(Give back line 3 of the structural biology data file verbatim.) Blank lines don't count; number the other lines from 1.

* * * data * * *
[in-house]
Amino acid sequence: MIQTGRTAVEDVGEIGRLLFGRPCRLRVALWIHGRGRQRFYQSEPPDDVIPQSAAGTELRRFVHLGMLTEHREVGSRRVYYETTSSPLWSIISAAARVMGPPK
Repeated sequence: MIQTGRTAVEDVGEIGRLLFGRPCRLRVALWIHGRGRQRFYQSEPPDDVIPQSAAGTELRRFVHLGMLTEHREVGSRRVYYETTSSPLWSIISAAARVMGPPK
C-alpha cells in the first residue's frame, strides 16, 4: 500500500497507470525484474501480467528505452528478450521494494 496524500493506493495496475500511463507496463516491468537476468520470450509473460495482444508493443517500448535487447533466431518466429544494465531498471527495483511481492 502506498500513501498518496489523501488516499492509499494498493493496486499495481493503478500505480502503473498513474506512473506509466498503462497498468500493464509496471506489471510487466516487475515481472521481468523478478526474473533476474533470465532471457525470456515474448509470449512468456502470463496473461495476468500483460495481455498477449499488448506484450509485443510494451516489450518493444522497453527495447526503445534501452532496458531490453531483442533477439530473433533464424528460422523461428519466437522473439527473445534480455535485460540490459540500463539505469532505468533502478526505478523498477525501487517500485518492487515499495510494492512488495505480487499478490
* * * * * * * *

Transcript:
Repeated sequence: MIQTGRTAVEDVGEIGRLLFGRPCRLRVALWIHGRGRQRFYQSEPPDDVIPQSAAGTELRRFVHLGMLTEHREVGSRRVYYETTSSPLWSIISAAARVMGPPK